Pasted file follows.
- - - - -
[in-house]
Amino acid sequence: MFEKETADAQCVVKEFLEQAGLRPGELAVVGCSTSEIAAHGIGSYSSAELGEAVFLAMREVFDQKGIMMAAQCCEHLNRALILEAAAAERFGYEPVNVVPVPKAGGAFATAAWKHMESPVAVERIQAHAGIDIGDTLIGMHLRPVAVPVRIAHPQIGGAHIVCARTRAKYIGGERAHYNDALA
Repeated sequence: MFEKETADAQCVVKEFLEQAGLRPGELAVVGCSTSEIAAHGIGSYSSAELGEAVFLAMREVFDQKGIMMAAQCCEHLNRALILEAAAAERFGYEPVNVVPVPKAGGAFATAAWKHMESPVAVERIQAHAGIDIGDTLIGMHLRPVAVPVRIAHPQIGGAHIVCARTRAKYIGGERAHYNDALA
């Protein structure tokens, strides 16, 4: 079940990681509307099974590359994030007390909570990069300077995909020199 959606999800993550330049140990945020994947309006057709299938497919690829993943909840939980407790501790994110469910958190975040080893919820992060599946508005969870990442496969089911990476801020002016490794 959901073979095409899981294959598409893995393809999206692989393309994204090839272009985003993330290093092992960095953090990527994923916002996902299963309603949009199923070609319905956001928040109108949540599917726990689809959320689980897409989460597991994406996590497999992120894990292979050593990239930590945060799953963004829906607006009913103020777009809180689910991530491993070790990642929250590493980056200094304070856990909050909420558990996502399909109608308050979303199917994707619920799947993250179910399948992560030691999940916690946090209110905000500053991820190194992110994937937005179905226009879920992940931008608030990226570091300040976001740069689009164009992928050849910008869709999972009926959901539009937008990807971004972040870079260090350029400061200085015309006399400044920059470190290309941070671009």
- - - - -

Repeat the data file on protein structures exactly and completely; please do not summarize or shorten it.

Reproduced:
[in-house]
Amino acid sequence: MFEKETADAQCVVKEFLEQAGLRPGELAVVGCSTSEIAAHGIGSYSSAELGEAVFLAMREVFDQKGIMMAAQCCEHLNRALILEAAAAERFGYEPVNVVPVPKAGGAFATAAWKHMESPVAVERIQAHAGIDIGDTLIGMHLRPVAVPVRIAHPQIGGAHIVCARTRAKYIGGERAHYNDALA
Repeated sequence: MFEKETADAQCVVKEFLEQAGLRPGELAVVGCSTSEIAAHGIGSYSSAELGEAVFLAMREVFDQKGIMMAAQCCEHLNRALILEAAAAERFGYEPVNVVPVPKAGGAFATAAWKHMESPVAVERIQAHAGIDIGDTLIGMHLRPVAVPVRIAHPQIGGAHIVCARTRAKYIGGERAHYNDALA
């Protein structure tokens, strides 16, 4: 079940990681509307099974590359994030007390909570990069300077995909020199 959606999800993550330049140990945020994947309006057709299938497919690829993943909840939980407790501790994110469910958190975040080893919820992060599946508005969870990442496969089911990476801020002016490794 959901073979095409899981294959598409893995393809999206692989393309994204090839272009985003993330290093092992960095953090990527994923916002996902299963309603949009199923070609319905956001928040109108949540599917726990689809959320689980897409989460597991994406996590497999992120894990292979050593990239930590945060799953963004829906607006009913103020777009809180689910991530491993070790990642929250590493980056200094304070856990909050909420558990996502399909109608308050979303199917994707619920799947993250179910399948992560030691999940916690946090209110905000500053991820190194992110994937937005179905226009879920992940931008608030990226570091300040976001740069689009164009992928050849910008869709999972009926959901539009937008990807971004972040870079260090350029400061200085015309006399400044920059470190290309941070671009």